7 months after its passage, law yet to be implemented

Of late, the very institution of justice came under attack for not being fair and just. This after a young woman lawyer related her experience of sexual harassment which she underwent while interning with a Supreme Court judge.

Just days before this incident, the fourth pillar of our democracy was rocked when a young Tehelka journalist accused her founder-editor (Tarun Tejpal) of rape.

 Both the incidents brought to the fore the issue of sexual harassment at workplace. It would be germane to have a re-look at the legal regime put in place to deal with the issue of sexual harassment at workplace.

 The Sexual Harassment of Women at Workplace (Protection, Prohibition and Redressal) Act of 2013 - there was no law relating to this issue earlier- carries a broad definition of the misdemeanour, including physical contact and advances or demand for sexual favours, making sexually coloured remarks or showing photography or any other unwelcome physical, verbal and non-verbal conduct of sexual nature.

Going a step ahead it also covered worker employed at a dwelling house, unorganised sectors and self-employment projects.  Curiously enough, critics take a potshot at the law for coming to the rescue of the women employee only.

They say sexual harassment at workplace should be gender neutral as the circumstances listed as explicit or implied promise of preferential treatment or threat of detrimental treatment could be faced by any employee.

 The law enjoined that a complaint is to be made in writing to the internal committee having more woman members. This in itself could prove to be a dissuading factor for an aggrieved woman who is illiterate. This anomaly has been sought to be addressed by including a provision that her legal heir could file the complaint.

 What happens in a case if the internal committee so constituted under the Act found prima facie substance in the woman employee’s allegation? A recommendation would be sent to the police within seven days for registration of an FIR under Section 509 (word, gesture or act intended to insult the modesty of a woman) of the Indian Penal Code.

 But this could also become a problem area as, at times, the offences, to which the employee was subjected to, may constitute graver charges of rape or outraging woman’s modesty as in the case of Tejpal.

 Notably, if the committee comes to the conclusion that the case is proved, it could recommend to the employer to take action against the accused employee under service rules or deduct a sum determined henceforth to be paid to the complainant.

 Apart from factors like physical or psychiatric treatment, the compensation would depend upon the status of the tormentor.

This again, as it has not been left open for the employer to determine, could lead to manoeuvring, obviously at the cost of the victim’s interests.

 Among other contentious issues, the law stated that the internal committee may also recommend action against the woman if it is found that her complaint was malicious.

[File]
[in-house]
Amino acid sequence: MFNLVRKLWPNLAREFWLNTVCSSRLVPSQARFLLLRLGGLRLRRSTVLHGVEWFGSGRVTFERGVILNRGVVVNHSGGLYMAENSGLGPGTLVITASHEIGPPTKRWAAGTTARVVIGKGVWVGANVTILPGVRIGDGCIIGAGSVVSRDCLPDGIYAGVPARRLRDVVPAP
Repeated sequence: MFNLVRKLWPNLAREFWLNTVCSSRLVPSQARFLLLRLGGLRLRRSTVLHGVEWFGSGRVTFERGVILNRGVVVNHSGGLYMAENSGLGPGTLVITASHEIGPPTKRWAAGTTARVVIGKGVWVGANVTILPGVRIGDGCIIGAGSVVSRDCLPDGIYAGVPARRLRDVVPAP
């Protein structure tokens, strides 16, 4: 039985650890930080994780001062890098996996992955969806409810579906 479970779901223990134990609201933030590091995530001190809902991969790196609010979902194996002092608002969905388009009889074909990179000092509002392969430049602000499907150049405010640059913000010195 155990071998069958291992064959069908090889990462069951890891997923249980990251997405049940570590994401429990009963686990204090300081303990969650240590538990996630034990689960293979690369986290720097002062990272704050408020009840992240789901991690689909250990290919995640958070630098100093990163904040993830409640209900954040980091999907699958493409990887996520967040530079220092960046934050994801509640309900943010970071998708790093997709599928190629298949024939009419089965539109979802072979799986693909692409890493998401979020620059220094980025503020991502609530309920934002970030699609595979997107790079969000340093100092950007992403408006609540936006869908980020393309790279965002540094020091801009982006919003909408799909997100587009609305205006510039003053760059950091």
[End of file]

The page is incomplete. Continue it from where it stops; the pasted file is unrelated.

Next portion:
Justice J S Verma panel, formed after the December 16 Delhi gangrape case, has condemned Section 14 of the draft bill which proposed to penalise a woman for making a false complaint, by calling it a “completely abusive provision” and demanded its deletion.

 The recommendation of the internal committee could also be challenged in an appropriate court. If any employer fails to form the panel, he shall be liable to pay fine up to Rs 50,000.

Describing the law as “unsatisfactory”, the panel pointed out, “Regrettably, nothwithstanding the directions of the Supreme Court in Vishakha case, there is no empirical evidence to suggest that the conditions of working women have distinctly improved in the recent past.”

 The Act stipulated that on receipt of a sexual harassment complaint, conciliation must be attempted between the complainant and respondent (accused).

 “This is in violation of the mandate prescribed by the Supreme Court in Vishakha case, which was a direction to the state ‘to ensure a safe workplace/educational institution for women’.

 The Verma committee proposed an `Employment Tribunal’ comprising two retired judges –one necessarily a woman –two eminent sociologists and one social activist instead of having internal complaints committee to adjudicate all complaints was proposed by the panel. The suggestion could have been incorporated to imbibe more confidence of the women folk.

 Further, a provision in the statute to grant leave to the woman complainant without taking her wish into account seemed contrary to the ends sought to be achieved by the legislation.

 Notably, the rules framed under the law (passed by Parliament last April) for its implementation, are still to be notified. The Women and Child Development Ministry is learnt to have finalised the draft, which, sources say, is lying with the Law Ministry.

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